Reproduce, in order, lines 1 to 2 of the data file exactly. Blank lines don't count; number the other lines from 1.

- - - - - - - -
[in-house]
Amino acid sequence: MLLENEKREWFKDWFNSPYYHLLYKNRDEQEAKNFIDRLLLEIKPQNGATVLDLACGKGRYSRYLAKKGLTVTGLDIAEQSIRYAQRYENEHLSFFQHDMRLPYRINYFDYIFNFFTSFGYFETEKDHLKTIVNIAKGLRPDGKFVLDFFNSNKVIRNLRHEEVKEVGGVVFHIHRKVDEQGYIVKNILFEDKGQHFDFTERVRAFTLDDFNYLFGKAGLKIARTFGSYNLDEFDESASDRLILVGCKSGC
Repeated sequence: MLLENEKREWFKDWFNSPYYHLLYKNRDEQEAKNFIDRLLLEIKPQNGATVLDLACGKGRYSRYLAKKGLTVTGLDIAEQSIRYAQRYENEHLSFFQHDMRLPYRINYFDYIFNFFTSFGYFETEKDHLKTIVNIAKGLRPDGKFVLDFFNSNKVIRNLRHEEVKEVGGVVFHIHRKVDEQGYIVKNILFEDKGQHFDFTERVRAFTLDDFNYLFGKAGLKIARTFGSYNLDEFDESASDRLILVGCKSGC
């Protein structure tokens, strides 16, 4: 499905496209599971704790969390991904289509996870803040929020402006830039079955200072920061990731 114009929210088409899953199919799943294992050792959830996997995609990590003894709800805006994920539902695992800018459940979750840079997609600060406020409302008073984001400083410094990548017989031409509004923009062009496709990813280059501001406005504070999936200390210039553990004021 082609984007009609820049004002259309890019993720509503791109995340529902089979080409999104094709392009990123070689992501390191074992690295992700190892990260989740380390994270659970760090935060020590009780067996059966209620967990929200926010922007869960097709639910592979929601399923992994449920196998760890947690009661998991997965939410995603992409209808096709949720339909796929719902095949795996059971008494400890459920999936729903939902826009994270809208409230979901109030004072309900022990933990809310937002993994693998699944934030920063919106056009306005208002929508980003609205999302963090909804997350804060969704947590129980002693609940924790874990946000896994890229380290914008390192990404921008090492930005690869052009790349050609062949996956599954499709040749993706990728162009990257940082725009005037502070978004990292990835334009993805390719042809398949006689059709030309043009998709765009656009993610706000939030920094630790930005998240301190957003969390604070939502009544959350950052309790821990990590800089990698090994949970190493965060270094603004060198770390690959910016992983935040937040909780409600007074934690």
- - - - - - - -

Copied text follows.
[in-house]
Amino acid sequence: MLLENEKREWFKDWFNSPYYHLLYKNRDEQEAKNFIDRLLLEIKPQNGATVLDLACGKGRYSRYLAKKGLTVTGLDIAEQSIRYAQRYENEHLSFFQHDMRLPYRINYFDYIFNFFTSFGYFETEKDHLKTIVNIAKGLRPDGKFVLDFFNSNKVIRNLRHEEVKEVGGVVFHIHRKVDEQGYIVKNILFEDKGQHFDFTERVRAFTLDDFNYLFGKAGLKIARTFGSYNLDEFDESASDRLILVGCKSGC